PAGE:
The Caithness & Sutherland Chamber of Commerce is urging the lead Agencies in the decommissioning of the Dounreay site and the economic regeneration of Caithness & North Sutherland to make clear without further delay their acceptance or otherwise of the proposal, put forward six months ago at a Meeting of the Dounreay Stakeholder Group, for the appointment of a 'supremo' to oversee and drive the process forward. If the proposal has been rejected by the Agencies what are the objections to it and what plans do the Agencies have to take matters forward? Whilst acknowledging that the lead role is the responsibility of the Agencies concerned the Chamber considers it essential that any proposal/plan has public confidence and support.
Exhibitions about radioactive particles in the marine environment near Dounreay will open in Caithness next week. The exhibitions will provide an update of information on the work carried out to date and provide information on a short list of eleven clean-up options identified.
FOUR YEARS ACCIDENT-FREE FOR REACTOR DECOMMISSIONING TEAM Safety has become a way of life in dismantling the Dounreay Fast Reactor. Four years without a lost time accident is no mean feat in any industry, but this achievement has been all the sweeter with the knowledge of the enormous range of work undertaken at DFR and the mix of people employed.
NONE IN A MILLION - DOUNREAY REACHES SAFETY MILESTONE Dounreay has clocked up a million man-hours without a lost time accident. With more construction and demolition work taking place than ever before, this is an excellent achievement.
PLUG REINFORCED TO ENABLE SHAFT TO BE DECOMMISSIONED The second stage of the Shaft Isolation Project is complete and has achieved its objective. A section of the liquid effluent discharge tunnel which passes close to the base of the shaft was required to be in-filled with grout in advance of the installation of the main shaft isolation barrier.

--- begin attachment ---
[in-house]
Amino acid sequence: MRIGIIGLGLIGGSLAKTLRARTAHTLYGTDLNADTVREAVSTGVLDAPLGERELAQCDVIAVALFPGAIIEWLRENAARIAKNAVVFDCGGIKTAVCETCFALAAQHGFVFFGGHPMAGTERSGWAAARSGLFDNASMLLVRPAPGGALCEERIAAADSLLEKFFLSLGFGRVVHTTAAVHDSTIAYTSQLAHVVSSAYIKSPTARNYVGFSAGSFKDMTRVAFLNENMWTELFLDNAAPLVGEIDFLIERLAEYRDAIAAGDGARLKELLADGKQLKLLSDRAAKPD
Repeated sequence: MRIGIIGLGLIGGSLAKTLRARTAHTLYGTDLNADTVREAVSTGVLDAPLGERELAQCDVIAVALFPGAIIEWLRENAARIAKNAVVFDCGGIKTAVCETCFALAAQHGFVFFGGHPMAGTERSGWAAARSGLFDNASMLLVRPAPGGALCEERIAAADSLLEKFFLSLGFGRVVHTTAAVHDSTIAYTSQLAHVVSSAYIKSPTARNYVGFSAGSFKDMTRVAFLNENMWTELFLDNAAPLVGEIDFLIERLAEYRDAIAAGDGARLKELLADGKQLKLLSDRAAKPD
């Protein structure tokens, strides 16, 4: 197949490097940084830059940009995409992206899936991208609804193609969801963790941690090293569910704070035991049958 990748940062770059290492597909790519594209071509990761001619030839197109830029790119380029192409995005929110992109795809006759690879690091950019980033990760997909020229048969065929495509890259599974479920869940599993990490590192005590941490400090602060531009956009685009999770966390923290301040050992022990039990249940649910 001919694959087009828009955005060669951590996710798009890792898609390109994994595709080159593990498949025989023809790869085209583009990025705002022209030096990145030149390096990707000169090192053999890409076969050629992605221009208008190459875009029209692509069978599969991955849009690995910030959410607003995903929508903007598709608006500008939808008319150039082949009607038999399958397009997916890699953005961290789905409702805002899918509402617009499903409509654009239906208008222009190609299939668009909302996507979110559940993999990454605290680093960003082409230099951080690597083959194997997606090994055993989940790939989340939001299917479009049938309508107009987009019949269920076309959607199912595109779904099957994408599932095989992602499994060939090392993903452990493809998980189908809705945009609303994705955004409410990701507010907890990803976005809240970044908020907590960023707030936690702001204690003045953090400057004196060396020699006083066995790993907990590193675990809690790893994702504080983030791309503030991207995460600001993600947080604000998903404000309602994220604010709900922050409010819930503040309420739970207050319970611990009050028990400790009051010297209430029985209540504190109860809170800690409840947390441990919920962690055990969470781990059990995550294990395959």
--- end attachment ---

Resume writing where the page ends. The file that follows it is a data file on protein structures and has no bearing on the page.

A new €10 billion international project to harness fusion energy can offer major opportunities for Scottish companies. That will be the message to a delegation from the Scottish Executive when they visit the headquarters of the UK's fusion research programme on Monday 11th December.
The third report of the Dounreay Particles Advisory Group states that the possibility of coming into direct contact with a particle at Sandside is extremely small and would not cause any discernable health effect. As a result existing signs, which were erected by the estate, were removed at the weekend by the estate of its own choice.
Yet another pioneering invention has successfully allowed the crucial next phase of decommissioning Dounreay's Prototype Fast Reactor (PFR) to begin. The innovative purpose built device, which resembles an extremely long flexible drill, enables pockets of liquid metal to be drained from deep inside the redundant reactor.
Scotland is in danger of relying on luck to solve environmental challenges. This stark message comes from leading academic Professor Mike Hulme of the internationally recognised Tyndall Centre on Climate Change Research.
UKAEA ANNOUNCES SEABED CLEAN-UP TRIALS UKAEA on November 21 announced plans to undertake trials of remotely-operated technology that could be used to remove substantial numbers of particles from the seabed at Dounreay. A notice placed in the Official Journal of the European Union seeks expressions of interest from companies capable of detecting and removing fragments of irradiated nuclear fuel known to be buried in the offshore sediment near the site's old effluent discharge outlet.
UKAEA has announced plans to undertake trials of remotely operated technology that could be used to remove substantial numbers of particles from the seabed at Dounreay. A notice placed in the Official Journal of the European Union seeks expressions of interest from companies capable of detecting and removing fragments of irradiated nuclear fuel known to be buried in the offshore sediment near the site's old effluent discharge outlet.